Another Bitcoin Investor Sues T-Mobile Over SIM Swap Attack
This isn't the first time T-Mobile has faced litigation over its alleged breach in its duty of care over customer data.
Cellphone carrier T-Mobile is being sued over allegations it failed to safeguard against a SIM swap scam that cost one customer $55,000 in lost bitcoin.
Richard Harris, the customer and plaintiff, is alleging T-Mobile's misconduct including its failure to adequately protect customer information, hire appropriate support staff and its violation of federal and state laws led to his loss of 1.63 bitcoin.
Harris is demanding a trial by jury, according to a court document filed last week in the U.S. Eastern District of Pennsylvania.
This isn't the first time the major U.S cellphone carrier has faced litigation over its alleged breach in its duty of care over customer data and loss of bitcoin. Earlier this year, T-Mobile was sued over a SIM-swap attack that resulted in the loss of more than $450,000 in bitcoin.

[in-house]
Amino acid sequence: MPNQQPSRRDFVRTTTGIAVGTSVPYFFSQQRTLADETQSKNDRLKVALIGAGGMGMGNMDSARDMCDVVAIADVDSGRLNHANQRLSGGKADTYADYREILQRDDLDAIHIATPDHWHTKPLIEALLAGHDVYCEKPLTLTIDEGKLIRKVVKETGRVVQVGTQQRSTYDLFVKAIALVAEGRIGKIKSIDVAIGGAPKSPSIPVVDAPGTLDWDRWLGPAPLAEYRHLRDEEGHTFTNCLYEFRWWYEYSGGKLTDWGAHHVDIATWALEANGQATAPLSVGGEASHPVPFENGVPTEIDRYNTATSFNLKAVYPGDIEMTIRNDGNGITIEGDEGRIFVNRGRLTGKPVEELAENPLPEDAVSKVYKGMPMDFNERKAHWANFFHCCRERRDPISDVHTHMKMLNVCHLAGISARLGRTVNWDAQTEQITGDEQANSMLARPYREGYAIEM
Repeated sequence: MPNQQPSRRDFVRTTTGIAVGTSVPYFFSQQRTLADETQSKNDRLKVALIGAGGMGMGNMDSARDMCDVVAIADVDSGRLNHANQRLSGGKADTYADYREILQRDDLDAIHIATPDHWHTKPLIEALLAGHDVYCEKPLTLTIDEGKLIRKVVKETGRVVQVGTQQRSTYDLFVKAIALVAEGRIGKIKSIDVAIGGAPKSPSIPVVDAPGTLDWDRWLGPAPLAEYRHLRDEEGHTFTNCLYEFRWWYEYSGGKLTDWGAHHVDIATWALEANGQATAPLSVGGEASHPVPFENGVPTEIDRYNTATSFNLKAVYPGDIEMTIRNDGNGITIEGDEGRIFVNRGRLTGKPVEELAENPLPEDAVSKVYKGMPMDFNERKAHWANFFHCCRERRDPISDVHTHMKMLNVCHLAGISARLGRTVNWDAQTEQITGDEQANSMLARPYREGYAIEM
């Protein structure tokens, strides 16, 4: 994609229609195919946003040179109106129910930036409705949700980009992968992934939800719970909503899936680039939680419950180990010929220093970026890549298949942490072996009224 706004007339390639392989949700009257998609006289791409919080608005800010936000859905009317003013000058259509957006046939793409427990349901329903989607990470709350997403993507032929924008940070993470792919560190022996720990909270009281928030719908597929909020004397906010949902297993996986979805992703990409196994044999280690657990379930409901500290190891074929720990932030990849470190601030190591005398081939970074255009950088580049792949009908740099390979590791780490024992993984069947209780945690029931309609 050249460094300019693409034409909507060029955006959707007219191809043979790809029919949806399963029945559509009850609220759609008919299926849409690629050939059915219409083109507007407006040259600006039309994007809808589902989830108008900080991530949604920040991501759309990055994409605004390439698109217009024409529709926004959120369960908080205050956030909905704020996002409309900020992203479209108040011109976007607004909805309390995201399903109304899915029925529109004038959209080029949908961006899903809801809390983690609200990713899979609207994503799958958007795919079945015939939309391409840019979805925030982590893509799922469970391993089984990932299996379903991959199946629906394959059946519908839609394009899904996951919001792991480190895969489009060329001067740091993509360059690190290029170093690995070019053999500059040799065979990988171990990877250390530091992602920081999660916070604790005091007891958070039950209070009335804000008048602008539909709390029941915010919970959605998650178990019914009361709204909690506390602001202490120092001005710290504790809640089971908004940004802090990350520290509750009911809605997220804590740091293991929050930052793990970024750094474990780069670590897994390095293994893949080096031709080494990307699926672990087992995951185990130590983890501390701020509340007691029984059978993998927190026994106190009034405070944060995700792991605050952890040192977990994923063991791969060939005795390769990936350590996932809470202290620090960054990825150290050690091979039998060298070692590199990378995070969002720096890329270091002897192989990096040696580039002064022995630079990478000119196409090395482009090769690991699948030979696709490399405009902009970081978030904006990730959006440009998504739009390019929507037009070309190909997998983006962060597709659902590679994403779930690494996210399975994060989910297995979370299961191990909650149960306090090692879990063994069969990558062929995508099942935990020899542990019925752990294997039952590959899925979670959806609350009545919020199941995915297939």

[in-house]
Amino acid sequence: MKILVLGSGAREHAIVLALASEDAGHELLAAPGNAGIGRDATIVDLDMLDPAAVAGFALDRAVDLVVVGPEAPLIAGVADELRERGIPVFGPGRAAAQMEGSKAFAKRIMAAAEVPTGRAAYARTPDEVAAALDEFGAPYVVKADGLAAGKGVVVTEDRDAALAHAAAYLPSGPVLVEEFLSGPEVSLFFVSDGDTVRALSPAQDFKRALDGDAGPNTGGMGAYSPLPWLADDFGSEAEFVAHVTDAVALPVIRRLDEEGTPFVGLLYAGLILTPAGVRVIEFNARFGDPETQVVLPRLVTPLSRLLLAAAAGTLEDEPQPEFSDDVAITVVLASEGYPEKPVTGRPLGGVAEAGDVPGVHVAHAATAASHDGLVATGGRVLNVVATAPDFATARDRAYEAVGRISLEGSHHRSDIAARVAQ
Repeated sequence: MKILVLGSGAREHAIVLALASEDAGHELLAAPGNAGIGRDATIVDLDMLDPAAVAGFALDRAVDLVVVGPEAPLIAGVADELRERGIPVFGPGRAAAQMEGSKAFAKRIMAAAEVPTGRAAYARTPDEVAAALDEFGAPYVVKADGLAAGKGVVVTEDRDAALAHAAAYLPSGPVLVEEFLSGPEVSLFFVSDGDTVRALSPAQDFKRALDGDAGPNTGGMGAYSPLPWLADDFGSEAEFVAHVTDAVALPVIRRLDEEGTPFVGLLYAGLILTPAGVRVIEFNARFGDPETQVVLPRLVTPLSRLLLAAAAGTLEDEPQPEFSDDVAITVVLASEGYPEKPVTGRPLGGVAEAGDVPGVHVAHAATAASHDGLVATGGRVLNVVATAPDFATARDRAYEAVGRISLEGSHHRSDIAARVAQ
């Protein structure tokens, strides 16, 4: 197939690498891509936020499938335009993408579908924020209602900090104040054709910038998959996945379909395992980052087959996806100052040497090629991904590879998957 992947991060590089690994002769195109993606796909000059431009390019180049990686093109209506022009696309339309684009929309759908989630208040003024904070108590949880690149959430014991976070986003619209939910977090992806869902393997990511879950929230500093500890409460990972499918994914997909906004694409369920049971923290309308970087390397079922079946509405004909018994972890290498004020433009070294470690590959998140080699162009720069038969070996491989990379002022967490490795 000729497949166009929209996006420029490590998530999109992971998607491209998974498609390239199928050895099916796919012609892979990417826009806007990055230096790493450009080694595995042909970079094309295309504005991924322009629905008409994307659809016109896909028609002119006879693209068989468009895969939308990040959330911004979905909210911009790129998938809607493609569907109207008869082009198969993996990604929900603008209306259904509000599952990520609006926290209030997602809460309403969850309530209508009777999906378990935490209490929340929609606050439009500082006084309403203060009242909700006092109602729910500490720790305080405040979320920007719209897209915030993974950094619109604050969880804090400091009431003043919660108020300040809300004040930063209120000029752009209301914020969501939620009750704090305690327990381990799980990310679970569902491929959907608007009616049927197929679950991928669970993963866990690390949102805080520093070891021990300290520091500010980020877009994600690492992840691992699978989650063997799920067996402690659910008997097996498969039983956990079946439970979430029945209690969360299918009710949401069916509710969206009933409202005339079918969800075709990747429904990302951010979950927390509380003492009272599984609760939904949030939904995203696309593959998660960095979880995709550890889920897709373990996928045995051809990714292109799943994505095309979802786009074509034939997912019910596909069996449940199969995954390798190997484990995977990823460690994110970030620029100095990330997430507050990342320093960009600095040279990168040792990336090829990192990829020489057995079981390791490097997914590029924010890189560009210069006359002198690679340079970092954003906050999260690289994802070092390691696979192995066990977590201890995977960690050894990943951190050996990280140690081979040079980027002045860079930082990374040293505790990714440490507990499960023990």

A SIM swap is a scam involving the purchase of a new prepaid SIM card. A bad actor contacts a company representative, in this case someone from T-Mobile, convinces the rep they are the victim and asks the rep to port the victim's old number to a new prepaid SIM.
From there, the bad actor can gain access to bank accounts and crypto exchange wallets and have an access code sent as a text message to the prepaid SIM.
"Numerous instances of mishandling of customer account information have occurred at T-Mobile," the complaint by Harris alleges.
Specifically, Harris argues T-Mobile violated the Federal Communications Act, which stipulates that a cellphone carrier must protect the “confidential proprietary information of [its] customers” and “customer proprietary network information.”
Harris is seeking restitution for actual, statutory, treble and punitive damages as well as for lawyer fees and prejudgment interest.
A T-Mobile representative said the company is unable to comment on pending litigation.
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